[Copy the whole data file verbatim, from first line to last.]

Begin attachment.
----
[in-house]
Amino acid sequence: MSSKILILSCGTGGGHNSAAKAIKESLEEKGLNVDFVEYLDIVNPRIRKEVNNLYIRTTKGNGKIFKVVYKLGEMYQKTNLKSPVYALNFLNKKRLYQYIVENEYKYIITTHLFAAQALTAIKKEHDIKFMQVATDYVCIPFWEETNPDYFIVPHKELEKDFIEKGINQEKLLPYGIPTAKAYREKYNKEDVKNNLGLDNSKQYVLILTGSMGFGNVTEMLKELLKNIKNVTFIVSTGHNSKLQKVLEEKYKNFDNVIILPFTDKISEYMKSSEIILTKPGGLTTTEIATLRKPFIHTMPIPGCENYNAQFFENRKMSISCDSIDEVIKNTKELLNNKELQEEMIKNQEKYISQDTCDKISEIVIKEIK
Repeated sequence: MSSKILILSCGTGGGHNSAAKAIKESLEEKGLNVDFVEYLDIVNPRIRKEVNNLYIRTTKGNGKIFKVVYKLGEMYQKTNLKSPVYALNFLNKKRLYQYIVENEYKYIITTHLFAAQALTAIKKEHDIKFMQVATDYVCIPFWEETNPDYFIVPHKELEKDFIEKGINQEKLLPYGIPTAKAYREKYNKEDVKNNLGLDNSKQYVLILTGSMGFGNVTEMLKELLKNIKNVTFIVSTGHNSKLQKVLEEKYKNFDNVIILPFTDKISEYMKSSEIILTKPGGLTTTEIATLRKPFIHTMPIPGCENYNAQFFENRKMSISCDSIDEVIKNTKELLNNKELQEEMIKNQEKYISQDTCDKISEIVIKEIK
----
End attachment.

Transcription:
[in-house]
Amino acid sequence: MSSKILILSCGTGGGHNSAAKAIKESLEEKGLNVDFVEYLDIVNPRIRKEVNNLYIRTTKGNGKIFKVVYKLGEMYQKTNLKSPVYALNFLNKKRLYQYIVENEYKYIITTHLFAAQALTAIKKEHDIKFMQVATDYVCIPFWEETNPDYFIVPHKELEKDFIEKGINQEKLLPYGIPTAKAYREKYNKEDVKNNLGLDNSKQYVLILTGSMGFGNVTEMLKELLKNIKNVTFIVSTGHNSKLQKVLEEKYKNFDNVIILPFTDKISEYMKSSEIILTKPGGLTTTEIATLRKPFIHTMPIPGCENYNAQFFENRKMSISCDSIDEVIKNTKELLNNKELQEEMIKNQEKYISQDTCDKISEIVIKEIK
Repeated sequence: MSSKILILSCGTGGGHNSAAKAIKESLEEKGLNVDFVEYLDIVNPRIRKEVNNLYIRTTKGNGKIFKVVYKLGEMYQKTNLKSPVYALNFLNKKRLYQYIVENEYKYIITTHLFAAQALTAIKKEHDIKFMQVATDYVCIPFWEETNPDYFIVPHKELEKDFIEKGINQEKLLPYGIPTAKAYREKYNKEDVKNNLGLDNSKQYVLILTGSMGFGNVTEMLKELLKNIKNVTFIVSTGHNSKLQKVLEEKYKNFDNVIILPFTDKISEYMKSSEIILTKPGGLTTTEIATLRKPFIHTMPIPGCENYNAQFFENRKMSISCDSIDEVIKNTKELLNNKELQEEMIKNQEKYISQDTCDKISEIVIKEIK